On Abbot Kinney Boulevard, among the boutique leather shops and fair trade chocolatiers, there is an art gallery that has quietly become a community institution and city-wide leader in environmental art over the past seven years – The G2 Gallery.
It’s difficult to find mainstays on a street where rents are rising and many storefronts feel like revolving doors, but G2 has managed to not only survive, but build on its reputation and collection since opening in 2008. Initially a passion project of husband and wife founders Dan and Susan Gottlieb, the gallery quickly garnered accolades from The Los Angeles Times, National Geographic and Outdoor Photographer for its incredible photography and unique business model – donating 100% of its art sale proceeds to environmental charities.
Robert Glenn Ketchum, Daniel Beltra, Eliot Porter, Jennifer MaHarry and Clyde Butcher are just a few of the famous photographers to grace G2’s walls. The gallery has been represented at the Los Angeles Art Show for three consecutive years and, following Director Jolene Hanson’s creative lead, has acquired two complete Ansel Adams portfolios for its permanent collection. The gallery has donated more than $1.1 million over the years to Greenpeace, Sierra Club, Best Friends Animal Society and more than 40 other environmental nonprofits. Typically, a nonprofit will pair with a thematically-connected exhibit, as with their current The Great Unknown show featuring space photography, and its partner, The Planetary Society.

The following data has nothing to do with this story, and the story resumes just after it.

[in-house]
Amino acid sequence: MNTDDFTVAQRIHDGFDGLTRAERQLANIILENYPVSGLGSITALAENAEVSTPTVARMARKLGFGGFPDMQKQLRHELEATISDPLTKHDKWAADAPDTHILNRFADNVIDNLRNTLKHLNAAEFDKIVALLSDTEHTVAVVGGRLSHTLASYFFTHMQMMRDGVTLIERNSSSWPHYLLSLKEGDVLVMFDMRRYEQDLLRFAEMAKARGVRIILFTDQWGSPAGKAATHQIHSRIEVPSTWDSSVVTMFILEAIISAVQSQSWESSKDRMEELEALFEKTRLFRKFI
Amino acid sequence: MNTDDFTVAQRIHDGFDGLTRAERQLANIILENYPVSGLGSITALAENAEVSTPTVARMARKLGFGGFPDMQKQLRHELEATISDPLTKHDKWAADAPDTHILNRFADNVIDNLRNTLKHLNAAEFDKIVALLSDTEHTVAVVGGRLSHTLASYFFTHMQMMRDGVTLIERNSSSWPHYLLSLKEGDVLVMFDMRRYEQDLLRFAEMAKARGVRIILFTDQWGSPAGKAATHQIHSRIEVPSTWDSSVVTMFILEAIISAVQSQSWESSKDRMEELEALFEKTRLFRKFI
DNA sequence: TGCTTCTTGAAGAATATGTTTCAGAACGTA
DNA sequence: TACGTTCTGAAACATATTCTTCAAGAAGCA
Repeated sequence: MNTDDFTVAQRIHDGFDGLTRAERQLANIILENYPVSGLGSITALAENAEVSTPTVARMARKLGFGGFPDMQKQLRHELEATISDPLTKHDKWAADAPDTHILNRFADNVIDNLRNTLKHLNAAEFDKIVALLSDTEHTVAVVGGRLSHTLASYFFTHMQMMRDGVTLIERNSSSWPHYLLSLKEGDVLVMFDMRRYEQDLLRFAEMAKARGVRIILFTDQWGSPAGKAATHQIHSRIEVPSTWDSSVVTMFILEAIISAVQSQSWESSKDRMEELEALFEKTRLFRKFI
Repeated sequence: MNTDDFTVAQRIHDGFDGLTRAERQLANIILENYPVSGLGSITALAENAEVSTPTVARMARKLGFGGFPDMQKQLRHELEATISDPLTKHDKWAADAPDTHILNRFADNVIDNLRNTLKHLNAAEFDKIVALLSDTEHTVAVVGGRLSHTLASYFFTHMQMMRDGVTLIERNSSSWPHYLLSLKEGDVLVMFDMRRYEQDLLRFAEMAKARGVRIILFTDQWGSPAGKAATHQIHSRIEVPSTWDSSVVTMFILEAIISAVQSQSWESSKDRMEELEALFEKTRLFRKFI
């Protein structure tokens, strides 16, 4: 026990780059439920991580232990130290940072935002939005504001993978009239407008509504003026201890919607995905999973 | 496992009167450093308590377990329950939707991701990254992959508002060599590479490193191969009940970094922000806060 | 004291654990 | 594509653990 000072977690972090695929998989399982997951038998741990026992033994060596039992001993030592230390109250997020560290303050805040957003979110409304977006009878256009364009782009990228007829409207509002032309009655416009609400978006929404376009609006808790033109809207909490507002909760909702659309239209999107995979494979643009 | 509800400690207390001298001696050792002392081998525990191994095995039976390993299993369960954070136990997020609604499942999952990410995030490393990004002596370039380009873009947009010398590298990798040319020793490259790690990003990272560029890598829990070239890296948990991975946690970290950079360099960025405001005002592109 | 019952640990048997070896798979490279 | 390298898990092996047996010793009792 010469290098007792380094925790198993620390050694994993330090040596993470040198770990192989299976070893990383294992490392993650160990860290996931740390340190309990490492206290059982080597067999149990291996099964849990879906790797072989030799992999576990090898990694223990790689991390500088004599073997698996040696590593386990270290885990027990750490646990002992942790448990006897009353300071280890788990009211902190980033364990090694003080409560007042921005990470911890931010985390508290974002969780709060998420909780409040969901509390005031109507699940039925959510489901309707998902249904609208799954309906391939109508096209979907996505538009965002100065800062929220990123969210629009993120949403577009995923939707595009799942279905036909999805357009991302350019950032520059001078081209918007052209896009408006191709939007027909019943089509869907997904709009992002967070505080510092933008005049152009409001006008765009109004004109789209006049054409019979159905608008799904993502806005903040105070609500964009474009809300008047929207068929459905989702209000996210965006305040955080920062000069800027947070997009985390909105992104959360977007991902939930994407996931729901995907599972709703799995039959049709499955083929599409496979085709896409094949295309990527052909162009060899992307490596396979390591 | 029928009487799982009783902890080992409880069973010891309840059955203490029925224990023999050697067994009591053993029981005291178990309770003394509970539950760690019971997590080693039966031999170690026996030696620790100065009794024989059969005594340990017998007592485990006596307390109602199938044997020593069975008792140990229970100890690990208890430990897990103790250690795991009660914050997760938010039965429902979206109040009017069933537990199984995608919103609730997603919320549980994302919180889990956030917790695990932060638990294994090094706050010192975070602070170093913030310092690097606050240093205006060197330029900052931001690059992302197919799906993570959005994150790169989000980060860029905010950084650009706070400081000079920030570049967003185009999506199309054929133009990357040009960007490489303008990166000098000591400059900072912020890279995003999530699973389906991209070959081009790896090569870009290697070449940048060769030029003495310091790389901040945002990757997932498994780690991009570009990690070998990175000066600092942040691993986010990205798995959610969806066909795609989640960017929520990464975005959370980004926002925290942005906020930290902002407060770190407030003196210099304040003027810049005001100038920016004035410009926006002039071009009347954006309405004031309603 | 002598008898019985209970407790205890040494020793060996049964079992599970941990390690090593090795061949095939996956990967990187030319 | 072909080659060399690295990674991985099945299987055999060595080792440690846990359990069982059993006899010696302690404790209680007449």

Yet the gallery has grown from its initial mission of “Supporting art and the environment” in that traditional sense, becoming a hub for vegan pop-up dinners, bespoke wedding receptions, eco-discussions and more. This year, G2 partnered with another Venice institution, Venice Arts, to produce a show featuring four of Venice Arts’s student photographers. The gallery also hosted a discussion with National Park Ranger Jeff Sikich and California Director of National Wildlife Federation Beth Pratt-Bergstrom about P-22 and a proposed wildlife crossing. And in October, it will host its third annual G2 Green Earth Film Festival, which has grown each year in size and reputation.
That’s only 2015, and not nearly all of it. Pet adoptions, book signings, comedy podcasts and a burgeoning jazz series are just a few of the other events going on inside the gallery, which can be easy to miss because of its second-story location.
It might feel difficult to find community-centered, authentic fare on Abbot Kinney, with Hal’s relocating, CasaLinda shutting, and a new high-end clothing store moving in every month. But take the unassuming, paw-printed stairs up to The G2 Gallery every so often and you may find exactly what you’re looking for. At the very least, you’ll be in a serene space of striking photography and eco-consciousness, and in L.A., that’s quite a find.
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Written by: Bennett Rea
Pictures provided by Bennett Rea.